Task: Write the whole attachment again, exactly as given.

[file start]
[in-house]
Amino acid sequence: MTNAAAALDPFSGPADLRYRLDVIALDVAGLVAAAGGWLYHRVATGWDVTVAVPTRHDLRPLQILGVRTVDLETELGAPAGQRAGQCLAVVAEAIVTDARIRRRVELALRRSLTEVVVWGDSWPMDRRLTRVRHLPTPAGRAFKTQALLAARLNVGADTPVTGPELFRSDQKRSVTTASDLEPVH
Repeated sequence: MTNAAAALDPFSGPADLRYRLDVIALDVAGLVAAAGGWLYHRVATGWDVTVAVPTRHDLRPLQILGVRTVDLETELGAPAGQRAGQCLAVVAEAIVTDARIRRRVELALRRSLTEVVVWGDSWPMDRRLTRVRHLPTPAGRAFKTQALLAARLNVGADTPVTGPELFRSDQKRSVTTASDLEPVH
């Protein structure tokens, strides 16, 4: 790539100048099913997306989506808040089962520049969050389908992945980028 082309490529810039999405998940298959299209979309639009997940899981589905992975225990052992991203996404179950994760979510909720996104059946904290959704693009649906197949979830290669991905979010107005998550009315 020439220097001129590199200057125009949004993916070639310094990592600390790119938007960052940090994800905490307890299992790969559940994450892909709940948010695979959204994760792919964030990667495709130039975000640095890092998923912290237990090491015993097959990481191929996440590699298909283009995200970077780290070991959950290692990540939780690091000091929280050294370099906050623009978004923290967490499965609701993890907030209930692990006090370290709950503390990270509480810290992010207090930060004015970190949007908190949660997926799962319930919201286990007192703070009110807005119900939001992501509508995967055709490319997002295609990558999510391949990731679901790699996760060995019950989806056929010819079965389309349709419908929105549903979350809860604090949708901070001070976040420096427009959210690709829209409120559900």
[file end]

[in-house]
Amino acid sequence: MTNAAAALDPFSGPADLRYRLDVIALDVAGLVAAAGGWLYHRVATGWDVTVAVPTRHDLRPLQILGVRTVDLETELGAPAGQRAGQCLAVVAEAIVTDARIRRRVELALRRSLTEVVVWGDSWPMDRRLTRVRHLPTPAGRAFKTQALLAARLNVGADTPVTGPELFRSDQKRSVTTASDLEPVH
Repeated sequence: MTNAAAALDPFSGPADLRYRLDVIALDVAGLVAAAGGWLYHRVATGWDVTVAVPTRHDLRPLQILGVRTVDLETELGAPAGQRAGQCLAVVAEAIVTDARIRRRVELALRRSLTEVVVWGDSWPMDRRLTRVRHLPTPAGRAFKTQALLAARLNVGADTPVTGPELFRSDQKRSVTTASDLEPVH
């Protein structure tokens, strides 16, 4: 790539100048099913997306989506808040089962520049969050389908992945980028 082309490529810039999405998940298959299209979309639009997940899981589905992975225990052992991203996404179950994760979510909720996104059946904290959704693009649906197949979830290669991905979010107005998550009315 020439220097001129590199200057125009949004993916070639310094990592600390790119938007960052940090994800905490307890299992790969559940994450892909709940948010695979959204994760792919964030990667495709130039975000640095890092998923912290237990090491015993097959990481191929996440590699298909283009995200970077780290070991959950290692990540939780690091000091929280050294370099906050623009978004923290967490499965609701993890907030209930692990006090370290709950503390990270509480810290992010207090930060004015970190949007908190949660997926799962319930919201286990007192703070009110807005119900939001992501509508995967055709490319997002295609990558999510391949990731679901790699996760060995019950989806056929010819079965389309349709419908929105549903979350809860604090949708901070001070976040420096427009959210690709829209409120559900």